Once around the table with my pasta bowl in front of me, I dove right in to the supposed wine-killer: the artichokes. Then I saddled up to my wine glass, breathed in the fresh bouquet and took a big sip. It was delicious! Each element stood its ground in ideal harmony - the artichokes danced while the wine sang. VICTORY.
What wasn't so hot, no, what was shockingly so UN-hot, was the La Tosa with dessert: Gummi Bears. It was down right foul. I took a mental note to save that challenge for another day!
What would you pair with Gummi Bears?
This year in particular has been a fun one in the sparkler-sphere. I've had more than one reason to celebrate - and have to admit, many more seemed to emerge out of thin air as Dan and I continued to find sparkling wines that were unique AND affordable. Long story-of-2011-bubbly short, while I'd never turn down an opportunity to enjoy a few gorgeous Champagnes (that is, from the Mothership of Champagne, France itself) if you travel outside this elite sparkling region you can find some real (delicious!) values.
Now of course, when it comes to the traditional time of year to pop a few corks (namely New Year's Eve), we're super psyched to have several of these options available for you to choose from before you head over to your friend's to toast a happy, healthy and memorable 2012. Here are a few that have caught my fancy in particular (I hope you're ready for this, because these are some seriously killer wines!):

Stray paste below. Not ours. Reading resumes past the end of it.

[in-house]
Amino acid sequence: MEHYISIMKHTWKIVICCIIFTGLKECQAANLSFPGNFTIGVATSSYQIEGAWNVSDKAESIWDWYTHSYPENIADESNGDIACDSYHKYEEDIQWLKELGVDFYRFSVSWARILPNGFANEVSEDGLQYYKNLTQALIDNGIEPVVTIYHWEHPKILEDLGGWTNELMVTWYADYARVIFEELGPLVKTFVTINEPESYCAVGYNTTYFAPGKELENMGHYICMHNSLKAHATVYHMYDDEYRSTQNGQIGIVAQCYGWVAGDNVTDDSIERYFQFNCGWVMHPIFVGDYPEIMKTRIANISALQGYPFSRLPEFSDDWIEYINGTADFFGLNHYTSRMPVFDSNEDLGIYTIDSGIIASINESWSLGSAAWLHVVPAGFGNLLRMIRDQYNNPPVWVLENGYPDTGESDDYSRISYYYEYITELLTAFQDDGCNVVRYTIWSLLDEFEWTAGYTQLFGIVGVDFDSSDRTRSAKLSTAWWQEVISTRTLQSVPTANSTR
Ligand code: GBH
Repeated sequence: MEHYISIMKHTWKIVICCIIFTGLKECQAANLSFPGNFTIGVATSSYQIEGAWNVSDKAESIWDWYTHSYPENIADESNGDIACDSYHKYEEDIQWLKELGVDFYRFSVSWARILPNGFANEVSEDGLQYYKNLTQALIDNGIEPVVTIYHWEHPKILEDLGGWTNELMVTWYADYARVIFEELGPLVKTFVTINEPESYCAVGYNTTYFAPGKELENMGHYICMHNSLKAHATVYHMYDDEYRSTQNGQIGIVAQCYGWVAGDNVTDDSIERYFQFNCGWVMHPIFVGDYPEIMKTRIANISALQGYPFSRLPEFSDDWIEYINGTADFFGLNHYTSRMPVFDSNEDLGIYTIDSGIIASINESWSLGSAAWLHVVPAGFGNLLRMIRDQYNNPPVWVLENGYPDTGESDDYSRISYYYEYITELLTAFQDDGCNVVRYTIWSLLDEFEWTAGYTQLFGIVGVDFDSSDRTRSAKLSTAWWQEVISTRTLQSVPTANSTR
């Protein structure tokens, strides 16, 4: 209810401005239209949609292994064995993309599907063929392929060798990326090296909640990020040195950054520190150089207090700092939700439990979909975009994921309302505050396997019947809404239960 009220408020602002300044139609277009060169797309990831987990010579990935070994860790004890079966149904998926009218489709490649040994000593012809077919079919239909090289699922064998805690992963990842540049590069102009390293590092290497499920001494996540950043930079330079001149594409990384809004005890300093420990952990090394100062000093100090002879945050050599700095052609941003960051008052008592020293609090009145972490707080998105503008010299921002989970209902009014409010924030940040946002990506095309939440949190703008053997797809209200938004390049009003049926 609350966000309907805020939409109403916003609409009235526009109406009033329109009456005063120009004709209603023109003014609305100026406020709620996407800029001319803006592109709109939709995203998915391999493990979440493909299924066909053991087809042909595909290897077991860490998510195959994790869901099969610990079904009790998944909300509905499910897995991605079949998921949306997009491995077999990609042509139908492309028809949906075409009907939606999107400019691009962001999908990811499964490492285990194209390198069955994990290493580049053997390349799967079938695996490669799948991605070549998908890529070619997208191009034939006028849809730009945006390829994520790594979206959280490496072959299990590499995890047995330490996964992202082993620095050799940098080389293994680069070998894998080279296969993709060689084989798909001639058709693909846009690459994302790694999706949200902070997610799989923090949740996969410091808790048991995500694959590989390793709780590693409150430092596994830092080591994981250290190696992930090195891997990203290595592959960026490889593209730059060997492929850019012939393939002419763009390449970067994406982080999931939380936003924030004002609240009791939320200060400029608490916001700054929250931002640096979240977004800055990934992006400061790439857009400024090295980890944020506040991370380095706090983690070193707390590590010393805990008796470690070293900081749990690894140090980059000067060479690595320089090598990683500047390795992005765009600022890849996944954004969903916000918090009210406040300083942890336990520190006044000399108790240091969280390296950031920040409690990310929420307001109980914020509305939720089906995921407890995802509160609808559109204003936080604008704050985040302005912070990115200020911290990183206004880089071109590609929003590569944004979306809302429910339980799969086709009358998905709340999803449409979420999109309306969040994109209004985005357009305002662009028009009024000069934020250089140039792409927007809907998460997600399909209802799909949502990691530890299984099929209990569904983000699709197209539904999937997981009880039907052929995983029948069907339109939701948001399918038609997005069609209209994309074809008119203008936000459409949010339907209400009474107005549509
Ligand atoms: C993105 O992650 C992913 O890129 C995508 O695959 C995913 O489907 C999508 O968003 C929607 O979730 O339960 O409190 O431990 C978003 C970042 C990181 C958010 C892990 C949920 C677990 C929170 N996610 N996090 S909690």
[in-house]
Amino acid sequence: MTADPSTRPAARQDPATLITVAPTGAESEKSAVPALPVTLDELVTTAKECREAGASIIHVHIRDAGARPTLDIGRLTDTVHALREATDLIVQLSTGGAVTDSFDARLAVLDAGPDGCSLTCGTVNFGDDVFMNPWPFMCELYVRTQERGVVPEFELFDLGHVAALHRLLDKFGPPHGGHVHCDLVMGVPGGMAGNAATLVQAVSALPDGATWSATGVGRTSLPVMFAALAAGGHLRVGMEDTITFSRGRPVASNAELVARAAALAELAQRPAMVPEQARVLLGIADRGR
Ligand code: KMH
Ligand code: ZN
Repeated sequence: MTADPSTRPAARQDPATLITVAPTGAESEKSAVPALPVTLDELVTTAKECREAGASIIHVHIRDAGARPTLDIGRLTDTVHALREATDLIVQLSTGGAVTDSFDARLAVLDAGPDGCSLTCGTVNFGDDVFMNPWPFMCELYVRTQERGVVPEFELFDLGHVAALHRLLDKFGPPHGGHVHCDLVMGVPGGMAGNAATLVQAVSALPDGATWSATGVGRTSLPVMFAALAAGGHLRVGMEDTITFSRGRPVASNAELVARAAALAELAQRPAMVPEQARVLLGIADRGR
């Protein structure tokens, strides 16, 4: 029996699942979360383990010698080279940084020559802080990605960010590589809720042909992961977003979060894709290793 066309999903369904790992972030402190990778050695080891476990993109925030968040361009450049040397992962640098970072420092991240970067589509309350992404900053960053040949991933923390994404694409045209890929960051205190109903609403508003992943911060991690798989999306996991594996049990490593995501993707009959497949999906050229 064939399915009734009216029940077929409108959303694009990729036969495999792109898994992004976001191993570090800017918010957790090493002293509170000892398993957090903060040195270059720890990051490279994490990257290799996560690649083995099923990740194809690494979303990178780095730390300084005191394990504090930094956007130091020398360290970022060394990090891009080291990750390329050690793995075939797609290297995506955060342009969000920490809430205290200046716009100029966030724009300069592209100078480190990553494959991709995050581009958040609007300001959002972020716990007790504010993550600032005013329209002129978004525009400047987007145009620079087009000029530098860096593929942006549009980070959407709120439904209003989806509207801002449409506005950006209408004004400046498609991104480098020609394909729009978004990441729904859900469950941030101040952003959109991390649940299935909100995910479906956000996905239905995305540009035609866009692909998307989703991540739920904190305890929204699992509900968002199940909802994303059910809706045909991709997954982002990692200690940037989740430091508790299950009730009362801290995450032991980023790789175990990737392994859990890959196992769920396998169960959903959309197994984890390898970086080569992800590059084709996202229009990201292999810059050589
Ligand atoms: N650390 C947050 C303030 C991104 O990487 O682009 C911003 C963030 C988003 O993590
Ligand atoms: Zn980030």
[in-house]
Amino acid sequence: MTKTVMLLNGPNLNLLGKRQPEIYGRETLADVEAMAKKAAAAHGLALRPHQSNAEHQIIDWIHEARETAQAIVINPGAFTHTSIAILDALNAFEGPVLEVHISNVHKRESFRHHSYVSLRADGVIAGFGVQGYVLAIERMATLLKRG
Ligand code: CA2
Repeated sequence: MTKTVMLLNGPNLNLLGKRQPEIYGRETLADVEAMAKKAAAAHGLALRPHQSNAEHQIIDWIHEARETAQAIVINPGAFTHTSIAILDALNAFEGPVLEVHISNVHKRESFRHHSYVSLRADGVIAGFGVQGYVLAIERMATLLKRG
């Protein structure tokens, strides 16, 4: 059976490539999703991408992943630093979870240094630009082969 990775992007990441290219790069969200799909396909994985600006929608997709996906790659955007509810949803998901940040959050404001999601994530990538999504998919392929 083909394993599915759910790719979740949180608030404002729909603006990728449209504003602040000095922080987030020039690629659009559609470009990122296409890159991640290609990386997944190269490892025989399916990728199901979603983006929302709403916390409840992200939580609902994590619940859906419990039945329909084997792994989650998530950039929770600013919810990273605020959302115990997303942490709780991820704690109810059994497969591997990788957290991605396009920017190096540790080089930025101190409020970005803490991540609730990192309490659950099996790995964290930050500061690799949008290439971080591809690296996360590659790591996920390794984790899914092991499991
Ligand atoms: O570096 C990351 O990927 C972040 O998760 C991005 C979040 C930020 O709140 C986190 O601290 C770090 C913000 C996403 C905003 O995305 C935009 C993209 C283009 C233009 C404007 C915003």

Finca Flichman Extra Brut ~ Malbec is the sure-fire winning grape of 2011. But we wine nerds can't forecast a reason to make a change in 2012! This trend has every right to carry on with gusto, particularly when we can also find it in an everyday celebratory (and affordable) package. Finca Flichman serves up a pretty bubbly, with terrific florals, snappy cherry and even a dash of blueberry and black raspberry fruits on the palate. This dry, redish sparkler (a blend of Chardonnay and Malbec) certainly intrigues and delights every sip of the way. And yes, for $9.99 it over delivers on quality!
Dom. Collin Cremant de Limoux ~ This is a sparkling wine (aka Cremant) with pedigree and pizazz from the Loire Valley of France. The pedigree part is that they man behind the magic has a Champagne project, but he thought it would be fun to dabble in the Loire as well. A blend of mostly Chardonnay and Pinot Noir (two of the three grapes permitted in Champagne) with a little Loire-tastic Chenin Blanc thrown in for good measure, the winemaking behind the wine ensures a toasty, brioche-like flavor and texture to the wine. Tiny bubbles deliver clean fruit notes (apple, lemon pith and pear) a touch of bitter almond, plus a whopping of cleansing mineral notes bringing the dry finish all the way home. Take this bad boy home for only $13.99. A party-pleaser for sure!
Selim Spumante Brut NV ~ This is perhaps the rarest sparkler I've ever encountered. Hailing from Campania, Italy it is no Prosecco – rather it is a blend of three grapes, one white (Fiano) and two reds (Aglianico and Barbera). Such a blend delivers a white sparkler with an intriguing and delicious flavor profile and texture: its smooth mousse offers up pink roses and lemon curd aromas and then delivers lifted, delightfully nuanced flavors including citrus, raspberries and bing cherries. A touch of talc provides a welcome and balancing minerality. Selim is a complex yet approachably delicious crowd pleaser for any occasion. Grab a bottle and discover what I'm so excited about! $20.99